Food Allergies And The Gut MIcrobiome


The incidence of food allergies is rising. It would be easy, with its increasing ubiquity, to become blasé about it, but severe food allergies can be life-threatening. And we have to eat, so the risk of unintended consumption is ever present. This must be very stressful to deal with, not helped by there being an EpiPen shortage in the UK this year.

This article from Chicago Magazine is well worth a read if you have time. If not, in brief, this is what it says:


A healthy functioning immune system depends on our gut microbiome.

Mice deliberately bred to contain no gut microbes (germ free mice) have allergic issues.

Germ free mice fed with bacteria from human babies allergic to dairy, then react to milk. Our gut bacteria are involved in whether we have an inappropriate response to food.

Humans don’t tend to eat one another’s poo, but mice do. Allergic mice housed with healthy mice can tolerate problem foods once they have eaten their healthy cage-mate’s microbially-rich poo. This “transpoosion” of microbes via poo helps repopulate the allergic mouse’s gut with microbes that support healthy functioning of the immune system.

Somehow, the state of our gut microbiome - via our immune system - either protects us from food allergies or increases the chances we will suffer from them.

Early introduction of allergenic food stuffs reduces the risk of developing allergies. Children are 80% less likely to develop allergies to peanuts if they eat them between the ages of 4 and 11 months.

Around 8% of children in the U.S. have at least 1 food allergy and 13 % of adults do. In the U.S, the number of reported anaphylactic reactions from food allergies increased by nearly 400% between 2007 and 2016.



The leading theory for this explosion in food allergies is Western lifestyle and its impact on our gut microbiome and, therefore, our immune system. Obsession with cleanliness (as opposed to common sense, targeted hygiene) overuse of antibiotics, vaccines, rising levels of caesareans, low levels of breast feeding, reduced exposure to the natural world, reduced diversity in our diets, low levels of unprocessed foods and low levels of fermented foods all affect our gut microbiome, which means our immune system is not challenged or supported in the way it used to be. And people living the “Western” lifestyle are more likely to have a gut lining that is not doing its job properly, leaving our immune system vulnerable.

That is not to say that some of the above practices don’t have important roles to play in the larger health picture but, until now, we haven’t known about the collateral damage they may cause to our gut microbiome and the health consequences that may occur as a result.

The state of our gut lining is an important factor in managing how our immune system is challenged. Some fibre-loving microbes in our gut produce short chain fatty acids (SCFAs) that help maintain the protective layer lining our intestine. The SCFA butyrate appears to be particularly important. If that protective layer is not maintained (with the help of butyrate, produced by fibre-eating microbes), larger substances from our gut can leak into our bloodstream, upset our immune system and lead to food allergies.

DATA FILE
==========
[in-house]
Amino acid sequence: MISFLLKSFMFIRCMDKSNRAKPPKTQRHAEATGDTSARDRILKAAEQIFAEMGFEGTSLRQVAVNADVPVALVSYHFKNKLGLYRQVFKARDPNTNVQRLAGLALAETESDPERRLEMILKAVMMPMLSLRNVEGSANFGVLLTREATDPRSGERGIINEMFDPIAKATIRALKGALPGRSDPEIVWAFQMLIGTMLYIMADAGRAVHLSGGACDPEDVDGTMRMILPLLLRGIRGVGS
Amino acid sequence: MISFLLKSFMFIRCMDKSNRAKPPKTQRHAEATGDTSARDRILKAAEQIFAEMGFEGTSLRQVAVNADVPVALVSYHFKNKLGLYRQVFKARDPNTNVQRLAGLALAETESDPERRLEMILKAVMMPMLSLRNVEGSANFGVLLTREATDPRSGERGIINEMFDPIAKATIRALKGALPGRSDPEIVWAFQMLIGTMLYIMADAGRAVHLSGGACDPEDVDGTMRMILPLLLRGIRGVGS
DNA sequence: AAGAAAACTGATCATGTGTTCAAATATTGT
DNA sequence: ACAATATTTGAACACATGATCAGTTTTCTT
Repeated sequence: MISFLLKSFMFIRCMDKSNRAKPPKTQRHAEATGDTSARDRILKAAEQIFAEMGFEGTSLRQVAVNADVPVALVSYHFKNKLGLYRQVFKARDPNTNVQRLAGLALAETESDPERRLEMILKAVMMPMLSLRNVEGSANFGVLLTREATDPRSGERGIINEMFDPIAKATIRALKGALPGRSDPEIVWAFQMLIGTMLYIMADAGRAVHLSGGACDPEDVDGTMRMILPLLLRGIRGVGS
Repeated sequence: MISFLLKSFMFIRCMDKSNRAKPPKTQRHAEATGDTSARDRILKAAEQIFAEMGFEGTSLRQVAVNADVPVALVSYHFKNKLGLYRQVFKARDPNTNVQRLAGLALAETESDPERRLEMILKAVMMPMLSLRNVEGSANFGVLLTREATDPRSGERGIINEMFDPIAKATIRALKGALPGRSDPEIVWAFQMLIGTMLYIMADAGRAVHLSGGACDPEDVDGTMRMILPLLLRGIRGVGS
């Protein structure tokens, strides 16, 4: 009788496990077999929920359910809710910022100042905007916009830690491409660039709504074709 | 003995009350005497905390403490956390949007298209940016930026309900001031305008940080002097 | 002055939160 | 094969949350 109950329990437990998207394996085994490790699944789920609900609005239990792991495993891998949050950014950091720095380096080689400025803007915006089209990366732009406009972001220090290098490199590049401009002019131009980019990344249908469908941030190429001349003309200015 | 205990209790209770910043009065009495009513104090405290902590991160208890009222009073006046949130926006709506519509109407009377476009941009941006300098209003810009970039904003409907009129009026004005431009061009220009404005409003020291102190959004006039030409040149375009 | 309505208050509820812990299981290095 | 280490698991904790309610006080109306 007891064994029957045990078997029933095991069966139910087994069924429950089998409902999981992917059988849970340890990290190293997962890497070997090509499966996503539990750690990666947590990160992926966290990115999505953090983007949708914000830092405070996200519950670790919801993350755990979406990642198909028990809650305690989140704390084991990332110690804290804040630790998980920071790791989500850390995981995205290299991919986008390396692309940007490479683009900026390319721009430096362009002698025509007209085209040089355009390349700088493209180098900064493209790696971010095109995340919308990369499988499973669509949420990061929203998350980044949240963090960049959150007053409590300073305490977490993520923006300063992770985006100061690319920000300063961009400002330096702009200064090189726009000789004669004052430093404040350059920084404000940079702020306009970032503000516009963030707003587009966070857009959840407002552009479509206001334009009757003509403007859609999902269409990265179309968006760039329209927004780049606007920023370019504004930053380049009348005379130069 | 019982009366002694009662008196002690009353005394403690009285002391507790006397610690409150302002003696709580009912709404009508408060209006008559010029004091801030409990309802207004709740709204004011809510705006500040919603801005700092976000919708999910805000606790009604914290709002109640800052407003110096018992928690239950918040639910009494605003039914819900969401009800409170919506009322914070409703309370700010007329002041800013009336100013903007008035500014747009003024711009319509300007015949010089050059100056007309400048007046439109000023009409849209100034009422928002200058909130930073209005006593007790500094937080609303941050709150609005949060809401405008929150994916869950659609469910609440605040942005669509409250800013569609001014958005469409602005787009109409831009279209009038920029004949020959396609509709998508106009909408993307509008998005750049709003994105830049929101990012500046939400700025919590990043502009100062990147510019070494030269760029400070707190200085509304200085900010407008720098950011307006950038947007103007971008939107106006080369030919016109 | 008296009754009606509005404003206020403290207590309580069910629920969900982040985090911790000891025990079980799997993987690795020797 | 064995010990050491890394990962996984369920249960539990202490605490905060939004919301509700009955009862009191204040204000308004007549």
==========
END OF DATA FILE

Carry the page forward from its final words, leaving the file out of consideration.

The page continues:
our options

A great way to encourage levels of SCFAs then, is to eat more prebiotic fibre (fibre which is selectively used by our microbes to benefit our health). Scientists are researching how to skip straight to delivering butyrate as a form of prebiotic therapy, but they need to find a way to deliver it to the large intestine before it has degraded. If they can work out how to do this, it may enable administration to infants at high risk of food allergies – for example those who have arrived by Caesarean or have had to have antibiotics. Or both.

But all this is a long way off and, in the meantime, for children old enough to eat solids, and adults too, a great delivery system that supports our butyrate- producing, gut lining-supporting microbes already exists. It is made in nature, and it goes by the name of FIBRE. You know, in whole grains and vegetables? Eating more fibre won’t guarantee you will outgrow your allergy, but it will certainly act to optimise the gut microbiome that you have.

Other than doing our best to support our gut microbiome through diet, attempts to retrain the immune system have, to date, involved giving people the very foodstuffs that could kill them – in gradually increasing doses. This works but is clearly risky. Now drugs companies are developing two more precise ways of doing this - a tablet and a slow release patch – both target peanut allergies and gradually, but in a highly controllable way, increase exposure to the problem protein in peanuts, thereby retraining the immune system. This won’t necessarily cure your allergy, but the trial results suggest it may prevent you having a severe reaction from accidental exposure.

In the meantime, we should be aware of the things that may increase the risk of developing food allergies (see WHY, above). Some things are beyond our control but, at the moment, we make choices without true understanding of their possible long-term consequences. We are entitled to make informed choices, since it is us who will have to live with the consequences of those choices.



Spreading straightforward information about the fundamental importance of a healthy gut microbiome.